In a world as busy and varied as IT is today – leading digital transformation programmes, keeping hackers at bay, and firefighting operational challenges with scarce resources — reducing an organisation’s carbon footprint doesn’t always make it into the top five priorities.
Even so, sustainability is steadily rising to the top for many businesses. 40% of executives polled in a 2022 study conducted by Bain and the World Economic Forum believe digital technologies are positively impacting their sustainability goals. And 10% worry digital represents a risk to sustainability.
The reality is that corporate attention to ESG (Environmental, Social and Governance) targets is getting more and more focused. Investors and financial regulators are signalling they will make both companies and asset managers responsible for public statements they make about their plans here. In fact, enforcement of ESG obligations is now absolutely on the table.
So, if it hasn’t happened yet, at some point very soon you will be asked what you and your team are doing at ground level to move the sustainability needle. Customers are becoming increasingly aware of the GHG (GreenHouse Gas) costs that their favourite brands incur. It was estimated, pre-Covid, that the combined carbon footprint of using the Internet and the back-end systems that make it work comprise 3.7% of global greenhouse emissions, the same as the global air travel sector.
One of the most effective ways to reduce bandwidth is to reduce image and video file sizes
How do these huge figures translate to what the average user does every day? The US Department of Energy says that the average American power plant expends 600 grams of CO2 for every kWh generated, and The American Council for an Energy-Efficient Economy calculates that every 1Gb of data transferred takes 5.12 kWh of electricity.
This means that transferring just one Gig of data produces roughly 3 kilos of CO2. And one of the heaviest processes that we do when we transfer is move or download/upload visual images and videos. Brands increasingly rely on visual media to connect and engage with consumers. Therefore, managing and delivering this media as optimally and sustainably as possible is one area where reducing that GHG emission would be a clear win for both your ESG drives and the planet.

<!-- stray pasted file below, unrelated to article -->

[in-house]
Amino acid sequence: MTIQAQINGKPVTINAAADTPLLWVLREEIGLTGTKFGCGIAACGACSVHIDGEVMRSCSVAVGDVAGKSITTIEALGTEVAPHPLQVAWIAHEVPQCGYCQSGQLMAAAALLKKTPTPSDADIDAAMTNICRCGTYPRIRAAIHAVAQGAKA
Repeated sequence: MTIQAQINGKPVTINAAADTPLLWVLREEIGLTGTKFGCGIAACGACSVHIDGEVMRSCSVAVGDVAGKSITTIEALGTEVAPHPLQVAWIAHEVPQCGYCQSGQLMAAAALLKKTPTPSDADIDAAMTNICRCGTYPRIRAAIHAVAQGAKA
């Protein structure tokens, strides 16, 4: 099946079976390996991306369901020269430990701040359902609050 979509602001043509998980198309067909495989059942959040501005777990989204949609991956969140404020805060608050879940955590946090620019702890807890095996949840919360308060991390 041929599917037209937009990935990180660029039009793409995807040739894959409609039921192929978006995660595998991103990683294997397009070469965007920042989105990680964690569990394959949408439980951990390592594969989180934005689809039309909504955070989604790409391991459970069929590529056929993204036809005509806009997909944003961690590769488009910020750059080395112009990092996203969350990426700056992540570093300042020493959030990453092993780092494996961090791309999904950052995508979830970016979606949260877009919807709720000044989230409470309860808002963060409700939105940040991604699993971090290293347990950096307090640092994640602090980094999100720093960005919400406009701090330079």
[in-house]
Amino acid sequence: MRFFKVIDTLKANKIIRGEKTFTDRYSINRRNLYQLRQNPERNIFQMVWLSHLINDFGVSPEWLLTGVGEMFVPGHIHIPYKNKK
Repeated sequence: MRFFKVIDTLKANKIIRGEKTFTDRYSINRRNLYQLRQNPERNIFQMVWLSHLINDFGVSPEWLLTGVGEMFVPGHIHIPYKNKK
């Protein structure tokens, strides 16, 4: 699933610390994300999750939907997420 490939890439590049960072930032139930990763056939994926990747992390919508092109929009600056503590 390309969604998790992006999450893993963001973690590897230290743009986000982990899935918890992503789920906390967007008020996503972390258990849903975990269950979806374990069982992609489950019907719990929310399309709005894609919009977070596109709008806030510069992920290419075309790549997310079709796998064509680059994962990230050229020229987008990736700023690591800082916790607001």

If one of the best ways to improve the CO2 footprint of a website or app is by reducing the amount of bandwidth, one of the most effective ways to reduce bandwidth is to reduce image and video file sizes.
Sounds pretty easy, right? But when you’re managing ten or hundreds of thousands to millions of visual media assets (and for a Fortune 100 company, easily millions, if not tens of millions) it’s far from being a trivial job.
Even better is to then convert media assets into new, lightweight formats or codecs that best match users’ devices. I’ve seen this in action with one of our own customers – a top international sports apparel brand. Automating image processing means it was able to reduce bandwidth consumption by a very significant 40% (from 6.8 Terabytes per day to just over 4.05).
That means that over the course of just 12 months, this one team saved 618 TB of bandwidth, which equals a very welcome 1,890 tonnes of CO2 saved – equivalent to taking more than 400 gasoline-powered cars off the road, or enough energy to power 368 homes for a year.
Reducing your IT carbon footprint
If optimising your visual media business process like this makes sense, the next question is ‘how?’. The easiest way to optimise images and videos is by using automation. AI-based tools do this by automatically setting the optimal file format, file size, compression rate, and visual quality for an image or video in real time as you work, ensuring the lowest amount of bandwidth as possible is used, but still always at the right minimum to display extremely well on your visitors’ devices.
If you don’t want to immediately use AI or third party tools, there are many other things you can do to save bandwidth and so curb your imagery CO2 GHG. A simple but very helpful move is to mandate a company-wide shift to smaller, lightweight image formats and video codecs for frequently used images and videos like WebP, AVIF, JP2, HEIC and JPEG XL or AV1.
Another easy win: use caching and/or a CDN (content delivery network) that’s set up as a geographically-distributed group of servers working together to provide fast Internet content delivery. This approach reduces bandwidth load because the closer the cache is placed to users, the less traffic needed, minimising the CO2 footprint. Many CIOs are now deliberately asking their cloud or infrastructure providers to serve them out of data centres that favour the use of renewable energy. And the market is listening to this demand, with the global green data centre market expected to be over $120 billion by 2026.
How you start to reduce your IT’s carbon footprint is up to you. I have seen in many contexts how simple but effective smarter image handling and transfer can really start the ball rolling here.
However you decide to move forward, I recommend getting started soon. You will likely have to answer questions on the contribution IT is making to your organisation’s overall ESG ambitions, and managing your visual media more optimally will deliver fast and measurable improvements.